k = 10, m = 1, r(0) = 5, d = 2, and no initial velocity.
The energy is given by:
k(r − d)2 − mgrcosθ
(c) Initial angle π/6
FIG. 2. Different Initial angle
T =
1 2 1 2 2
mṙ + mr θ̇
We can observe that the larger the initial angle be-
comes, the wider the plot gets. That is, for a larger
initial angle, though total energy is still bounded, the error(difference with reality) is larger. We have tried different ode solver, such as ode23, ode113, ode15s, we found
that ode45 can approach relatively exactly. Therefore,
in the following section, we are going to find the reason behind this phenomenon, and we would discuss the
difference behavior with lower error situation.
route back and forth. We determine that the motion in
this situation can not be defined as chaos since it just
went through the specific point.
In this part, we change our initial length to 6 meter, and the simulation stopped at 1 second. We thought
that the reason behind this failure is due to the spring
compressing more than it possibly could. In this case,
the compression length is longer than its natural length.
In reality, this situation would not happen.
The following plots are the results of our simulations.
First, we make an (r,θ)-Time Plot and a spacial plot
showing the trajectory of the spring pendulum under the
initial conditions: k = 10, m = 1, r(0) = 5, d = 2, no
initial velocity.
As we further varied the initial conditions, we discovered another case where θ resembles SHM but r does not.
The initial conditions are: m = 1, k = 10, d = 10, r(0) =
10, θ(0) = π/3, and no initial velocity. The potentialkinetic energy plot is:
(a) Position(r,θ)-Time Plot
FIG. 4. Potential-Kinetic energy plot
(b) x-y(2D space) plot
FIG. 3. Spring pendulum example1
In example 1, we can observe that the the motion in
the r direction (the direction of the spring) resembles
simple harmonic motion, and the θ direction has a seemingly chaotic behaviour. However, we can observe than
the motion repeats itself every three peaks. Therefore,
the motion under these initial conditions has regularity.
In figure3(b), the mass point goes through the specific
We observe that in this case, the value of total energy
doesn’t change a lot, the slope of these spots (according
to the curve fitting tool) is almost -1 and the distribution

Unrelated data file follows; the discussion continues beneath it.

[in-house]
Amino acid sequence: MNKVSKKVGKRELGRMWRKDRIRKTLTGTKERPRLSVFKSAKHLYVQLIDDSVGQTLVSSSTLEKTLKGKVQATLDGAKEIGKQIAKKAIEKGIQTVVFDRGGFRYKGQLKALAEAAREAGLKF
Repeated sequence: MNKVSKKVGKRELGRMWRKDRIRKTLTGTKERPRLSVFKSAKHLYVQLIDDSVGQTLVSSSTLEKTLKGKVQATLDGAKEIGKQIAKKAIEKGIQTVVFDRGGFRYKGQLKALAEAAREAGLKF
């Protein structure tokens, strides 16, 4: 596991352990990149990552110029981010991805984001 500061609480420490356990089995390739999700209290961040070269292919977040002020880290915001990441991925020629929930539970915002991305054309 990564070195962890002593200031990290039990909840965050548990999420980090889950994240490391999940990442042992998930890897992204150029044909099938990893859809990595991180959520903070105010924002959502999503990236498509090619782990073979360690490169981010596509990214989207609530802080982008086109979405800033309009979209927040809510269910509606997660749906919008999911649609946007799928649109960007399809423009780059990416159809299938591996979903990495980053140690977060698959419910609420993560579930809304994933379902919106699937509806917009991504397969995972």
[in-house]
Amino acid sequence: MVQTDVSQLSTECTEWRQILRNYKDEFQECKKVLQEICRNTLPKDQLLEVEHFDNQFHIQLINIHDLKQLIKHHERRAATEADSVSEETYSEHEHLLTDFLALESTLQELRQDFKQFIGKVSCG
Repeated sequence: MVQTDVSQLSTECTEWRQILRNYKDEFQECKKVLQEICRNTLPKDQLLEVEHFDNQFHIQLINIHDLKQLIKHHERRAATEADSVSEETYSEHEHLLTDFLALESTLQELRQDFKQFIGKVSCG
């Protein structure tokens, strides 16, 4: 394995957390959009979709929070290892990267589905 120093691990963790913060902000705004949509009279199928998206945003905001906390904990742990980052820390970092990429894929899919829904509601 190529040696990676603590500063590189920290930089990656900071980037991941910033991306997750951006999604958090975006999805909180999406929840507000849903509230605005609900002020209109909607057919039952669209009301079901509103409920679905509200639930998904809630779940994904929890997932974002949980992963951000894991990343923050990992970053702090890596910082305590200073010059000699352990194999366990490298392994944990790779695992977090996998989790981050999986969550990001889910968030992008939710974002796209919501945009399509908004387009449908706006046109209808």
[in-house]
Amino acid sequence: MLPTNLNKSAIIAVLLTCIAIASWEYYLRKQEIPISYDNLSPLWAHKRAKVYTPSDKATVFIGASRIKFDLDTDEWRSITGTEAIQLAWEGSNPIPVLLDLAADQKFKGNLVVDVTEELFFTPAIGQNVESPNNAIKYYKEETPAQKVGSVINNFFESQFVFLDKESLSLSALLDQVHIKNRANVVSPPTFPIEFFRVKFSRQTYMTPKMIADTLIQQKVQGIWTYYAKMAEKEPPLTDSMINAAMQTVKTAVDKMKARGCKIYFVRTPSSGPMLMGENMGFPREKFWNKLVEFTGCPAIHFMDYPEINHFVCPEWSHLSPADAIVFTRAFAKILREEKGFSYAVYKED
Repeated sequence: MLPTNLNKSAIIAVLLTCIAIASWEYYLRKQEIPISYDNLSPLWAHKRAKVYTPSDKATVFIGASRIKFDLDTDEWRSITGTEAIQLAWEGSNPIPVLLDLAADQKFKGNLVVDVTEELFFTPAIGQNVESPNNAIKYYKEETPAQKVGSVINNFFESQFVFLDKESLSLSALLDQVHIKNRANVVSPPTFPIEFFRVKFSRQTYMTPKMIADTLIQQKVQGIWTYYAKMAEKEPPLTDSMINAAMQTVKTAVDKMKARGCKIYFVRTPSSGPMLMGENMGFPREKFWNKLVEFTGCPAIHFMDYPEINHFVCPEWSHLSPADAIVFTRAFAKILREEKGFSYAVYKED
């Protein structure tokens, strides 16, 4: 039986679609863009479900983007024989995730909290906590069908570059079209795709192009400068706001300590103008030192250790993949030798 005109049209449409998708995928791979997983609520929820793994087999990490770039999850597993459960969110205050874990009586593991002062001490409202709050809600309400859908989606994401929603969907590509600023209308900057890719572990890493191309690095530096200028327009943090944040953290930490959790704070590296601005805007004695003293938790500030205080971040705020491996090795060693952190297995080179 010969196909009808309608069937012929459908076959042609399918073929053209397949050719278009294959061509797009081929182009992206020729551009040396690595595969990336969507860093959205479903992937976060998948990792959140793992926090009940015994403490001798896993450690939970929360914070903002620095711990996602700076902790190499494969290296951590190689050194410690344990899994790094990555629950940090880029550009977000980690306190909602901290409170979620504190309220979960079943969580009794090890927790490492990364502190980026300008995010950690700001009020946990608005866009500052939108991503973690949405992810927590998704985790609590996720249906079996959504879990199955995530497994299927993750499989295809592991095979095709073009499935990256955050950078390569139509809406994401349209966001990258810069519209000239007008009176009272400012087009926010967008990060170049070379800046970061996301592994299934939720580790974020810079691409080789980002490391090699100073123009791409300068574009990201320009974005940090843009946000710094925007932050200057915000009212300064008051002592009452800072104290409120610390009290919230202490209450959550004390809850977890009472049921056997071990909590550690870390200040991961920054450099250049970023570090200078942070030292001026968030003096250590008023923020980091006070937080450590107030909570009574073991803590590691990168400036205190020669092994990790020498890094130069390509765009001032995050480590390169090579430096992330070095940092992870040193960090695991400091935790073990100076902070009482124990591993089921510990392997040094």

of spots are not too wide. That is, this simulation is good
enough to simulate the real situation. Then we started
to make the same two plots as we made in figure 3:
(a) Position(r,θ)-Time Plot
(b) x-y(2D space) plot
FIG. 5. Spring pendulum example2
We can notice that under this initial condition, the
r and θ exchange their roles. Three peaks of r form a
period just as θ was, and the θ wave resembles SHM.
As previously said, we classify this kind of situation as
periodic motion but not chaos. We had also simulated
different initial conditions, we just take the simplest two
examples to show our result.With above two examples,
we can make the conclusions.
First, with different initial conditions, to check the
simulation whether close to reality or not, we make
the energy(potential and kinetic) to check the total
energy or not. If we get the almost conserved energy,
the simulation is a good approximation and vice versa.
In our researching process, we notice that it is hard to
tell whether the simulation is good or not by checking
initial conditions. When the initial angle becomes larger,
iteration via Euler method loses accuracy, but ode45
doesn’t. We also found that the simulation duration
does not affect the accuracy of ode45 i.e. the width of
the potential-kinetic plot does not increase when the
simulation time lengthens. To get a more exact solution,
reducing the time step is the best way, but it takes a lot
of time. And the accuracy is not affected by just one of
the initial conditions, but many of them at once.
Second, we are going to compare the difference between
the two examples we listed. In example 1, we extended
the spring a lot initially, while in example 2, we let the
spring maintain its natural length. The behaviour of r
and θ differs drastically in these two cases. By the Lagrangian equations listed in section two, we notice that
the r-directional motion and the θ-directional motion of
the point mass are not independent of one another. In
the first example, the initial angle is small, but the length
was extended a lot. The erratic behaviour of θ can be
explained by equation 1-2: the angular acceleration is
erratic because r changes very frequently.
And in example 2, the reverse is true. Then rdirectional position behaves erratically because of the
rapid change of θ. If we take small perturbation in both
direction, it would become the simple pendulum. We
tried to simulate the system with larger initial angle
and extension, but the energy of the system increased
too rapidly. We think that we have to use advanced
computer to make more accurate simulations of these
extreme initial conditions.
Through this project, we learned more about how to
use MATLAB to solve physics problems and use numerical methods to solve ode. We also found how to make
animation using MATLAB. However, as animations
can’t be shown in the form of written report, we’ve
attached the code in our appendix (where we hand in
the code). Though we did not use MATLAB to solve
more complex or difficult problem, we have begun to use
different thinking and method to solve physical problems.